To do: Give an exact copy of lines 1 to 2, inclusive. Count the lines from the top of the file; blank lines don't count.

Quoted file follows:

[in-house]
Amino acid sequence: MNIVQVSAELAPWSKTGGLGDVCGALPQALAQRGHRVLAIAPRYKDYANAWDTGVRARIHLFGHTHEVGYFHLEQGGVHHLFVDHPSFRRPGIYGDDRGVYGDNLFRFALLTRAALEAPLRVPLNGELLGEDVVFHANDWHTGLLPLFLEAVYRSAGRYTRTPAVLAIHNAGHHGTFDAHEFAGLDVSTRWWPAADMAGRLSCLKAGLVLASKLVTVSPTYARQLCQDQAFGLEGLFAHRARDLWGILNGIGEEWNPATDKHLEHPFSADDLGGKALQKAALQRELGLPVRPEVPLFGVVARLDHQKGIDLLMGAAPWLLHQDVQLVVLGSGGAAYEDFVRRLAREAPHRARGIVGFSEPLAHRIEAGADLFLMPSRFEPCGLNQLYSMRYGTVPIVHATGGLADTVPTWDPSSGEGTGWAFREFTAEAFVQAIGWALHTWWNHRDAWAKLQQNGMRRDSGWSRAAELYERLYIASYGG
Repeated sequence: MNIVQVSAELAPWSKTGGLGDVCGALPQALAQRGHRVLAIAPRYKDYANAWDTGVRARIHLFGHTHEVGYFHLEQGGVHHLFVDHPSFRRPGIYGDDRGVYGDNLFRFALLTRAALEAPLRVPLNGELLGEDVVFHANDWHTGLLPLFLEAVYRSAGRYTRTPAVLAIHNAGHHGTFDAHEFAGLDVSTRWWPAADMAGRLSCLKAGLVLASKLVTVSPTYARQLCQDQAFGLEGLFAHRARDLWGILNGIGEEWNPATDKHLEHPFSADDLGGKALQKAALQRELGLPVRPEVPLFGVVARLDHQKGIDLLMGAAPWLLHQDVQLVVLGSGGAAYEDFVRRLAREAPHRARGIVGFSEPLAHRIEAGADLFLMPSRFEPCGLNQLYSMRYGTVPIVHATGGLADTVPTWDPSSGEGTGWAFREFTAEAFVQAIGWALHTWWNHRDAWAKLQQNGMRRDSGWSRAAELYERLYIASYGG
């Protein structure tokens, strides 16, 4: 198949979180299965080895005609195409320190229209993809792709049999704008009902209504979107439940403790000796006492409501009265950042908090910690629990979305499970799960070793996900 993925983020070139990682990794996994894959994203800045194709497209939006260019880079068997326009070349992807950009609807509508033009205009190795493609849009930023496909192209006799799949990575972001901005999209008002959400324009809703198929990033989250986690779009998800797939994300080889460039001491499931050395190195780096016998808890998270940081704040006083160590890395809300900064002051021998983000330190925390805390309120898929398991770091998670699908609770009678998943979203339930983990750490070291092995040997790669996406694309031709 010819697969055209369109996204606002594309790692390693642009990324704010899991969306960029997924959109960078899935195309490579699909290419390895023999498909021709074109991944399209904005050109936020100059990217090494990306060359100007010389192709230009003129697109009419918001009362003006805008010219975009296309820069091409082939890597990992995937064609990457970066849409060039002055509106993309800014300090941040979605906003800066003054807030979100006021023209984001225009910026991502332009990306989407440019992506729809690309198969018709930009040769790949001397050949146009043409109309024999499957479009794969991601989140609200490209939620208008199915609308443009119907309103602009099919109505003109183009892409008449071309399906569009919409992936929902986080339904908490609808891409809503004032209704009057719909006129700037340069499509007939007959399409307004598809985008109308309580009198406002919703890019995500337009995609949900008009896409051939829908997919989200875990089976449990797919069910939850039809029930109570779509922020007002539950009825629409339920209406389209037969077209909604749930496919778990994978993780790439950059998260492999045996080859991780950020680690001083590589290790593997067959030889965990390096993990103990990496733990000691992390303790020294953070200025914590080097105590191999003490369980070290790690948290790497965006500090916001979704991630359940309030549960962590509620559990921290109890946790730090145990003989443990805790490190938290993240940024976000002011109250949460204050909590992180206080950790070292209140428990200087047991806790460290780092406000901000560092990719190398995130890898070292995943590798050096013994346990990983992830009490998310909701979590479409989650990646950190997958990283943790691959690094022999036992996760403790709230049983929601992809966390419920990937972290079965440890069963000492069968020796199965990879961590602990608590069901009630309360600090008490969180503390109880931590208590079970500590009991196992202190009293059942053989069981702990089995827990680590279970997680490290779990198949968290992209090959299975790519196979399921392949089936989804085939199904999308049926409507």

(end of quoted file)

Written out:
[in-house]
Amino acid sequence: MNIVQVSAELAPWSKTGGLGDVCGALPQALAQRGHRVLAIAPRYKDYANAWDTGVRARIHLFGHTHEVGYFHLEQGGVHHLFVDHPSFRRPGIYGDDRGVYGDNLFRFALLTRAALEAPLRVPLNGELLGEDVVFHANDWHTGLLPLFLEAVYRSAGRYTRTPAVLAIHNAGHHGTFDAHEFAGLDVSTRWWPAADMAGRLSCLKAGLVLASKLVTVSPTYARQLCQDQAFGLEGLFAHRARDLWGILNGIGEEWNPATDKHLEHPFSADDLGGKALQKAALQRELGLPVRPEVPLFGVVARLDHQKGIDLLMGAAPWLLHQDVQLVVLGSGGAAYEDFVRRLAREAPHRARGIVGFSEPLAHRIEAGADLFLMPSRFEPCGLNQLYSMRYGTVPIVHATGGLADTVPTWDPSSGEGTGWAFREFTAEAFVQAIGWALHTWWNHRDAWAKLQQNGMRRDSGWSRAAELYERLYIASYGG